(This page is in need of an update)
Since a number of years I have been concentrating on monitoring the mobility of people, assuming they carry a device such as an electronic badge or a smartphone.
Using active badges
Our first efforts toward crowd monitoring used active badges. Participants were required to use a home-brewed device that deployed a wireless so-called gossiping protocol to exchange information. The main challenge was to devise a large-scale wireless system in which the badges operated on a very low duty cycle (less than 1%, meaning they were passively asleep 99% of the time), while waking up all at the same time. During the active period they would be able to detect each other, which was the information we used to extract a proximity graph. This is a spatial-temporal graph reflecting which devices had detected each other (see the example). We managed to build real systems with over 400 badges and ran simulations demonstrating we could handle thousands of devices that stayed synchronized even in the presence of network partitions.
Much of the current efforts are targeted toward more practical crowd monitoring, namely through scanning of WiFi-enabled personal devices such as smartphones. There are important differences with using badges. First, because so many people carry a smartphone, large-scale experiments with thousands of devices become possible. We have monitored multi-day festivals with over 100,000 participants. Second, WiFi data is extremely noisy, meaning that there is a tremendous data-analytics problem before we can even draw conclusions. Third, because smartphones do not detect each other, we have essentially lost a very powerful instrument: our proximity graphs. Fourth, because we are unintrusively monitoring personal devices, there are serious privacy issues to deal with.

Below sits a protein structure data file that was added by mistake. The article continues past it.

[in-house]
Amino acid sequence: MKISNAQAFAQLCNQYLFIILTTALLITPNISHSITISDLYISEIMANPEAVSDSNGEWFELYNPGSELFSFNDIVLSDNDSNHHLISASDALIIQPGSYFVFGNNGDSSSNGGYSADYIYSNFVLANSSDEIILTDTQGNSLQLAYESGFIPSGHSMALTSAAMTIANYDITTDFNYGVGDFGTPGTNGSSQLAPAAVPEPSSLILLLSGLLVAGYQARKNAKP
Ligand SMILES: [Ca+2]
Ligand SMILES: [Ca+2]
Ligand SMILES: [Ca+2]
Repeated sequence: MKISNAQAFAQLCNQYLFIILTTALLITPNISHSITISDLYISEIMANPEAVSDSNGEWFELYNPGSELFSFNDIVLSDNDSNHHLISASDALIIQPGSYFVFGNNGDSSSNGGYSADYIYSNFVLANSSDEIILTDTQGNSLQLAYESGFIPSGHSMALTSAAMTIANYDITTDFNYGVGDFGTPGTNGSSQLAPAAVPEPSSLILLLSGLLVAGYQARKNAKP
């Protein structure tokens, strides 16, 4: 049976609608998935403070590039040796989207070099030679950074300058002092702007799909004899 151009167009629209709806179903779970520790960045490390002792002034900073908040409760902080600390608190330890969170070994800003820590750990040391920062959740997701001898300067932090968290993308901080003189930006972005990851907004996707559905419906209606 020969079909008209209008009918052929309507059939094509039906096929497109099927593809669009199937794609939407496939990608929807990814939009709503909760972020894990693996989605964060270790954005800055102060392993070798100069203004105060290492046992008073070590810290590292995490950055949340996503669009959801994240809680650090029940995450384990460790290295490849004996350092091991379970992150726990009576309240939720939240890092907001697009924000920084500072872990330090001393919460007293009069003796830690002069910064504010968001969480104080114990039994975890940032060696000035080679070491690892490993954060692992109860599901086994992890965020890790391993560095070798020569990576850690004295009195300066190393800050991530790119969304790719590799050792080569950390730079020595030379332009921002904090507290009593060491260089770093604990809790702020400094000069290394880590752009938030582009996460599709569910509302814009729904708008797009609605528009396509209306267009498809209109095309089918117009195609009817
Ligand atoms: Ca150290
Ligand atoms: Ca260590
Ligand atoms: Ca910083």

Again, we run experiments with indoor and outdoor (see picture) sensors, previously provided by BlueMark Innovations.
Our current research concentrates on increasing the accuracy of detections (and thus the data analyses) and preserving privacy, which form part of our Living Smart Campus project at the UT. At the same time, we’re putting efforts in automatically detecting structure in proximity graphs and also to adjust smartphones so that they can detect each other directly. Much of this work is done in collaboration with the Polytechnical University of Bucharest.
An important component of this work is to monitor crowd flows while preserving privacy by design. This has turned out to be a nasty problem that has not been addressed enough. We are now looking at solutions that will allow a person to digitally hide in a crowd (known as k-anonymity) while still permitting accurate counting of, for example, the number of people traveling from location A to B.
To be clear on one thing: we do not collect MAC addresses or other personal information. In a nutshell, our ICT service provides us with tuples <ID, sensor, time> where the ID has been derived from a detected MAC address through a provably secure one-way hashing function. That function is changed every 24 hours, making it impossible to identify devices for longer than a day. If you need more information, please contact me.